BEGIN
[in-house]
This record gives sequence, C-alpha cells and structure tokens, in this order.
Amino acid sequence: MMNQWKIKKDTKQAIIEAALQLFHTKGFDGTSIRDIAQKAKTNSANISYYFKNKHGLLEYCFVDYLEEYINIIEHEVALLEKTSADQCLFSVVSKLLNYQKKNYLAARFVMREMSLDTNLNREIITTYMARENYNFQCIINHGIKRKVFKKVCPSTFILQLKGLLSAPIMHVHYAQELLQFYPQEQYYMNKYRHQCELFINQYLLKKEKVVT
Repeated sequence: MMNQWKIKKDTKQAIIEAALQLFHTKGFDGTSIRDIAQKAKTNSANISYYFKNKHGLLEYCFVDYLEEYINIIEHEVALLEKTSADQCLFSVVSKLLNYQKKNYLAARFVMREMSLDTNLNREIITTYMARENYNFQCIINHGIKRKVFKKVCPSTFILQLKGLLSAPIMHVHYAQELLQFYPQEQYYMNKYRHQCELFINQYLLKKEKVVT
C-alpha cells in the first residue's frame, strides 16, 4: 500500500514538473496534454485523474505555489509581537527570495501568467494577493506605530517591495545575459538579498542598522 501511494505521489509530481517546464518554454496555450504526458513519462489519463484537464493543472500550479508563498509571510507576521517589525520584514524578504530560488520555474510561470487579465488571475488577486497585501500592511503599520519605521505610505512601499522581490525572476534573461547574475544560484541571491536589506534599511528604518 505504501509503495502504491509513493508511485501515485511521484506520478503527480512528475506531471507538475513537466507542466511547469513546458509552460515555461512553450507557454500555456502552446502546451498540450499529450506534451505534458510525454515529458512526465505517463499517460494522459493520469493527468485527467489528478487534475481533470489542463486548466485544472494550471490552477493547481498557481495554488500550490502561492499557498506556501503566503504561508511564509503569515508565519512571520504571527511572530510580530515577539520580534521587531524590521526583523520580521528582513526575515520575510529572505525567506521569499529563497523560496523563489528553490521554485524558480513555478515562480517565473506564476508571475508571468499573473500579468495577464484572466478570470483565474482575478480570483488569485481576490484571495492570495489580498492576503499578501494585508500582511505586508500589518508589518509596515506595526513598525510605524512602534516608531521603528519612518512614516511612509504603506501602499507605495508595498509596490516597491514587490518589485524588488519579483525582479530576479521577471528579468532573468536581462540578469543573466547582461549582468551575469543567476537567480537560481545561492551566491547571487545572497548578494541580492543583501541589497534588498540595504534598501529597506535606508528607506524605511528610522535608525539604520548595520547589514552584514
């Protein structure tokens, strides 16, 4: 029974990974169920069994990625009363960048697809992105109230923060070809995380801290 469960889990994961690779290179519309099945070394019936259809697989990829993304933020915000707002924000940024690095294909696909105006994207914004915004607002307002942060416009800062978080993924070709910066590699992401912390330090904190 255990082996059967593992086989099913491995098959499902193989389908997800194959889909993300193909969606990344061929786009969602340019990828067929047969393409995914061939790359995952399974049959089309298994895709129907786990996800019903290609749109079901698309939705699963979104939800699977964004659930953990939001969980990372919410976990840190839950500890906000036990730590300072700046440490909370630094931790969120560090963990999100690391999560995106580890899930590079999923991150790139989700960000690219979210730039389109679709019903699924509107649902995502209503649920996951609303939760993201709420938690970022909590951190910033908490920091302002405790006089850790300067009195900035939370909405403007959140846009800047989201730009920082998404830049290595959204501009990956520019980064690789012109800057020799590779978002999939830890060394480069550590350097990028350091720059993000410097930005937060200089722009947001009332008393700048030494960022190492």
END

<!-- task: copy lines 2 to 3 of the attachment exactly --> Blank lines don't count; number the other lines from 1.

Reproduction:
This record gives sequence, C-alpha cells and structure tokens, in this order.
Amino acid sequence: MMNQWKIKKDTKQAIIEAALQLFHTKGFDGTSIRDIAQKAKTNSANISYYFKNKHGLLEYCFVDYLEEYINIIEHEVALLEKTSADQCLFSVVSKLLNYQKKNYLAARFVMREMSLDTNLNREIITTYMARENYNFQCIINHGIKRKVFKKVCPSTFILQLKGLLSAPIMHVHYAQELLQFYPQEQYYMNKYRHQCELFINQYLLKKEKVVT